What Do Plants Get Up To At Night?

Spider plant at East Finchley Station

Dear Readers, there was a very interesting article in New Scientist last week, addressing something that attained the status of holy writ when I was growing up, and I wondered if any of you remembered something similar. I was told that it was very bad to have plants, whether in pots or vases, in bedrooms at night, because of all the carbon dioxide that they emitted. Furthermore, flowers taken to hospital patients were said to be removed from the wards at night for the same reason.

At the time, I didn’t give it much thought – my O-Level biology taught me that plants take in CO2 during the day through photosynthesis, but at night they breathed it out via respiration, just like any living thing, so it all seemed reasonable. But my science degree this year got me thinking that there was something wrong with the argument, and James Wong’s article explained exactly why.

I occasionally indulge in cut flowers, but should they ever be in the bedroom?

First up, how much carbon dioxide do houseplants emit at night, compared to what they absorb during the day? Some scientists in Turkey popped some ficus and yucca into sealed boxes, and discovered that they absorb 6 to 8 times more CO2 during the day than they release at night. At night, a large ficus plant increased the CO2 content in the box by only 351 parts per million, well within the healthy range for any humans who happened to be locked in a sealed box with a houseplant.

Secondly, for those of us who share our bedrooms with other humans (or indeed other animals such as dogs or cats), we should maybe consider how much carbon dioxide they’re emitting. A single human breath emits 40,000 parts per million of carbon dioxide, which is more than ten times more than a ficus emits in eight hours overnight. As Wong says, if we’re concerned about CO2 maybe we should turf out our partners rather than our plants.

And finally, we don’t live in hermetically-sealed boxes (unless you live in a Passivehaus, which is about the closest that we come to such a thing, though these do have mechanical ventilation so it’s not a very close comparison). Indoor air is moved about by draughts, through leaky windows and opened doors, and even by the movement of humans around the house. The carbon dioxide produced by a plant overnight is not going to stay in the bedroom, but will dissipate under the doors, through the windows, up the chimney and even through the brickwork or floorboards if you live in a Victorian end of terrace like I do.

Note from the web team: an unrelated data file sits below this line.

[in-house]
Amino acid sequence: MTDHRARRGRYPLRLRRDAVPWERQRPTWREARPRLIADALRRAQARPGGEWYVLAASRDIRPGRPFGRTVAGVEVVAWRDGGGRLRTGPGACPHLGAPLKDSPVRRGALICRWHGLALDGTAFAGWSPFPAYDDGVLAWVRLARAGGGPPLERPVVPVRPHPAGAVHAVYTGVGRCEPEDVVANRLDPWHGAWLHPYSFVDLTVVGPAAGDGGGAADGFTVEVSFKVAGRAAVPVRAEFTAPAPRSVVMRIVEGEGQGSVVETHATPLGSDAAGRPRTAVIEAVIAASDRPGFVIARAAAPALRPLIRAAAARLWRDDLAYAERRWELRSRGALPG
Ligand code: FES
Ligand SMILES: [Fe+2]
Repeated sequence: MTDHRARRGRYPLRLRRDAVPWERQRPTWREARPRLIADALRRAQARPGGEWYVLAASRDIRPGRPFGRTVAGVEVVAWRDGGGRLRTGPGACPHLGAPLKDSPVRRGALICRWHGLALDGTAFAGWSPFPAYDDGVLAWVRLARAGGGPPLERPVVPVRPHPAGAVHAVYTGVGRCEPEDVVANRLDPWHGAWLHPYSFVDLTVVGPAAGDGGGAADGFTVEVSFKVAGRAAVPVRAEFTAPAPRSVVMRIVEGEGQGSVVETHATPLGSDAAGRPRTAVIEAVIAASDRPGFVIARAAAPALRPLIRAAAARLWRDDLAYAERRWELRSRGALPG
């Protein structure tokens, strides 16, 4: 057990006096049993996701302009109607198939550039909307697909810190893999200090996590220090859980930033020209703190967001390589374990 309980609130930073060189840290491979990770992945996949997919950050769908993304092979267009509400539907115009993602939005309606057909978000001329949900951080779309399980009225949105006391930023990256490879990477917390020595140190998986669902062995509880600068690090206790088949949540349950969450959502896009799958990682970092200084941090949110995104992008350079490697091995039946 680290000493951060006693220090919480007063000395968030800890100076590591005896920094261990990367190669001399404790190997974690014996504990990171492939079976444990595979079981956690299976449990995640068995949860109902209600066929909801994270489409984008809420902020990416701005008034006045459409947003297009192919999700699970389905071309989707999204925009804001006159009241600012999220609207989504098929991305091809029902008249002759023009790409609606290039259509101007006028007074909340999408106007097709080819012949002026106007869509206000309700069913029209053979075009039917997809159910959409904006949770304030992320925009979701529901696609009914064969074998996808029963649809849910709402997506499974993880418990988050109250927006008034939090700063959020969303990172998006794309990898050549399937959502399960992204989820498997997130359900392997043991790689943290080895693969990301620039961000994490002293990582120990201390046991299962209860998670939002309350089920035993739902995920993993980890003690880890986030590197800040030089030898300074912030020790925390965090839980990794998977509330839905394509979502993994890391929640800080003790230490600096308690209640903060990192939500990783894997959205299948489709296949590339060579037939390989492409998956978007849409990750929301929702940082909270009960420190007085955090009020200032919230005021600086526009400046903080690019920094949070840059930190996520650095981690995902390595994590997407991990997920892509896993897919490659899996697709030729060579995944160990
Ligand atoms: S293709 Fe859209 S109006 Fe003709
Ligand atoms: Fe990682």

So, this is another tale that has little basis in actual scientific fact. Hospitals in the UK ban plants on the wards these days for a very different reason – the nursing staff are too hard-pressed to look after a pot plant, the water that cut plants stand in can become foul very quickly, and frankly there’s very little room for such things in the average NHS ward. But for me, there’s another reason for not having houseplants in the bedroom – pretty much every horizontal surface is covered in books. It was a tough call, but us bibliophiles have to make tough choices sometimes.

4 thoughts on “What Do Plants Get Up To At Night?

    1. Bug Woman Post author

      Hi Ann, I suspect that, because plants photosynthesise via their leaves, houseplants would emit more carbon dioxide than cut flowers, depending on whether the latter have been picked for their flowers or foliage. Good question!

  1. Anne

    I recall flowers being removed from hospital wards at night 🙂 All my flat surfaces tend to be taken up with books too 🙂 🙂 🙂


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